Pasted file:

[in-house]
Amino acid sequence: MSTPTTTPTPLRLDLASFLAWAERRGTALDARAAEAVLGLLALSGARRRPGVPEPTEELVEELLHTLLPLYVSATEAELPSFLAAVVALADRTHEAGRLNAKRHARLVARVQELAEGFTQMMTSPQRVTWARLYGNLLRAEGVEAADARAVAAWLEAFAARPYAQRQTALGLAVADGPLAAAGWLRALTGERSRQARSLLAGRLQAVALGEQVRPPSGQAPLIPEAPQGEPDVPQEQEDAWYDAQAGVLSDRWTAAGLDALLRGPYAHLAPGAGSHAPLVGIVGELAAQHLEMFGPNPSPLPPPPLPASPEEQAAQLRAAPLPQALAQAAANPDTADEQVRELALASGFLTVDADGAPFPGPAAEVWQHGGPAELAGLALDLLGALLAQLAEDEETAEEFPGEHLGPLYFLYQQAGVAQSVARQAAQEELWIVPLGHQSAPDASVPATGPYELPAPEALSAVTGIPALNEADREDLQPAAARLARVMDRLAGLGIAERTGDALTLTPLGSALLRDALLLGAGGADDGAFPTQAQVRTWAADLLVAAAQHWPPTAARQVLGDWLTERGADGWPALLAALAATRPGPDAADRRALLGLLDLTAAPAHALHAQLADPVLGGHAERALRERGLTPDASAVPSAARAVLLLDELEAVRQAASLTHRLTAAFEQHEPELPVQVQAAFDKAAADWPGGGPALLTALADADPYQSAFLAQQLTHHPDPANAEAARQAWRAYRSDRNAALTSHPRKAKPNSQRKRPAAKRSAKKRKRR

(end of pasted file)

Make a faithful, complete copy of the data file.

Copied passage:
[in-house]
Amino acid sequence: MSTPTTTPTPLRLDLASFLAWAERRGTALDARAAEAVLGLLALSGARRRPGVPEPTEELVEELLHTLLPLYVSATEAELPSFLAAVVALADRTHEAGRLNAKRHARLVARVQELAEGFTQMMTSPQRVTWARLYGNLLRAEGVEAADARAVAAWLEAFAARPYAQRQTALGLAVADGPLAAAGWLRALTGERSRQARSLLAGRLQAVALGEQVRPPSGQAPLIPEAPQGEPDVPQEQEDAWYDAQAGVLSDRWTAAGLDALLRGPYAHLAPGAGSHAPLVGIVGELAAQHLEMFGPNPSPLPPPPLPASPEEQAAQLRAAPLPQALAQAAANPDTADEQVRELALASGFLTVDADGAPFPGPAAEVWQHGGPAELAGLALDLLGALLAQLAEDEETAEEFPGEHLGPLYFLYQQAGVAQSVARQAAQEELWIVPLGHQSAPDASVPATGPYELPAPEALSAVTGIPALNEADREDLQPAAARLARVMDRLAGLGIAERTGDALTLTPLGSALLRDALLLGAGGADDGAFPTQAQVRTWAADLLVAAAQHWPPTAARQVLGDWLTERGADGWPALLAALAATRPGPDAADRRALLGLLDLTAAPAHALHAQLADPVLGGHAERALRERGLTPDASAVPSAARAVLLLDELEAVRQAASLTHRLTAAFEQHEPELPVQVQAAFDKAAADWPGGGPALLTALADADPYQSAFLAQQLTHHPDPANAEAARQAWRAYRSDRNAALTSHPRKAKPNSQRKRPAAKRSAKKRKRR